The former Deputy Prime Minister of Australia was filmed lying flat on his back, muttering obscenities into his phone in Braddon, a suburb of Canberra, last Wednesday night. He has since acknowledged that his behaviour was the result of mixing prescription medication with alcohol.
For the last few days, I've been wondering - what if Mr Joyce had been a young Aboriginal man in the same situation?
In all likelihood, the police would have been called. He'd have probably ended up in the back of a paddy wagon.
Instead, prominent figures from across the political spectrum have come to Mr Joyce's defence. The focus has been on the behaviour of the passerby who chose to film the incident rather than offer assistance. A discussion has ensued for days around the morality of the witness.
Would a young Aboriginal man in the same predicament receive similar concern and empathy? I highly doubt it. The conversation around Mr Joyce's actions, marked by calls for understanding and concern for his welfare, stands in stark contrast to the often harsh treatment of Indigenous Australians in similar situations.
It's a selective application of empathy; where wealthy, influential, well-dressed white men are given the benefit of the doubt, and their actions are viewed through the lense of a medical episode. Judgement is reserved for the passerby who didn't render assistance. It's a profound double standard.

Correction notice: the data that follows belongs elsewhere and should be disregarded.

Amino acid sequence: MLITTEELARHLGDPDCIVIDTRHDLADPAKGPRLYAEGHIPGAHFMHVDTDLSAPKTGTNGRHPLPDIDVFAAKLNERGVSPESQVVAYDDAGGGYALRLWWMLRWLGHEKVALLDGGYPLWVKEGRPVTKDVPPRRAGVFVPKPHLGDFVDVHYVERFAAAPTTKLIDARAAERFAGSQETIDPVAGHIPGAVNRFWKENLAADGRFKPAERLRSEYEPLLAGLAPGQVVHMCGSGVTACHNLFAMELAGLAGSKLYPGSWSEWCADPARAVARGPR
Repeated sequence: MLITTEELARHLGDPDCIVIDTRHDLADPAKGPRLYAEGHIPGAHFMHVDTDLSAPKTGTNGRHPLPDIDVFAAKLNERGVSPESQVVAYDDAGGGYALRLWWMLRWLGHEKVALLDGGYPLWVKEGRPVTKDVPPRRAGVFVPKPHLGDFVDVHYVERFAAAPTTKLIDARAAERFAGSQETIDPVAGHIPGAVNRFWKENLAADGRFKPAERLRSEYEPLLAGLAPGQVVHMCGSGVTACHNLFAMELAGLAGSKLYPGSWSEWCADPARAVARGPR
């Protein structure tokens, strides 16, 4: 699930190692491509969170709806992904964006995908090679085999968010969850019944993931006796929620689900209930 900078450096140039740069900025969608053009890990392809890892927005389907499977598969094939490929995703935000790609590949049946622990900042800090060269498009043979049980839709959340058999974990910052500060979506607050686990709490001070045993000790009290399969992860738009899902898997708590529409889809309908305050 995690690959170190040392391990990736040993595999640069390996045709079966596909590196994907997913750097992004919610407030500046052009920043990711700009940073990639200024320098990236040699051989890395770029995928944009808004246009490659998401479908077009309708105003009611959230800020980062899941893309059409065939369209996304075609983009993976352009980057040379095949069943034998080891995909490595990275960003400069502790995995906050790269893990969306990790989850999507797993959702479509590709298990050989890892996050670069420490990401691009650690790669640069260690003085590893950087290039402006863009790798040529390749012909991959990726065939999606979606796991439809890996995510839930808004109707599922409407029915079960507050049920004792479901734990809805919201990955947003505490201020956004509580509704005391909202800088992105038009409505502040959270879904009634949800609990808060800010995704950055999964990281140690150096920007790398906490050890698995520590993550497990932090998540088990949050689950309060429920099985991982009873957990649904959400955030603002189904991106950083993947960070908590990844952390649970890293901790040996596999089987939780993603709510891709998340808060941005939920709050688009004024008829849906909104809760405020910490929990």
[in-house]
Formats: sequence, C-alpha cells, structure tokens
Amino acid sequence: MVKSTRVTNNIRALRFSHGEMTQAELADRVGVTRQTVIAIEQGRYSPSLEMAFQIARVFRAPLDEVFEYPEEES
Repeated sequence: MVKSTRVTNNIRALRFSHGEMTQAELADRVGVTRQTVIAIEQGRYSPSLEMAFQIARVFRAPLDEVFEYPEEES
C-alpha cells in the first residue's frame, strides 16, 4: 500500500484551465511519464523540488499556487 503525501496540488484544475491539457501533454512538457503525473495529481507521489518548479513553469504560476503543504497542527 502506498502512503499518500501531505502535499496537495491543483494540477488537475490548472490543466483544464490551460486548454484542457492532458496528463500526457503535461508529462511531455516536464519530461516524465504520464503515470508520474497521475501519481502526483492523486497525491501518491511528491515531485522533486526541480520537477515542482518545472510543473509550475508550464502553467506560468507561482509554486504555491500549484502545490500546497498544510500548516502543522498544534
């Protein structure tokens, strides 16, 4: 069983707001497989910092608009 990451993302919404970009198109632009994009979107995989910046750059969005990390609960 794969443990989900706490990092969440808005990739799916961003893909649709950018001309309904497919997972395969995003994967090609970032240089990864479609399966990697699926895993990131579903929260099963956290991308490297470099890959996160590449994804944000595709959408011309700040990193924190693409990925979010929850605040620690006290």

Mr Joyce's recent critique of the Albanese government's approach to alcohol-related issues in Alice Springs, accusing it of increasing crime by "letting the grog back in," rings of hypocrisy.
His public drunkenness (not his first rodeo in this regard) undermines his credibility on these issues, and underscores the selective indignation that often surrounds discussions on alcohol, crime, and Indigenous communities in Australia.
The behaviour of an Indigenous person under the influence is criminalised, whereas the same behaviour by a non-Indigenous Australian, especially a high-ranking politician, are considered within the context of privacy, care, and concern for his welfare.
This episode should prompt a thorough examination of the systemic biases ingrained in Australian society. It's a clear reminder of the significant strides we all still need to make in ensuring all people are treated equally, irrespective of their background or status in society. We've got a long way to go.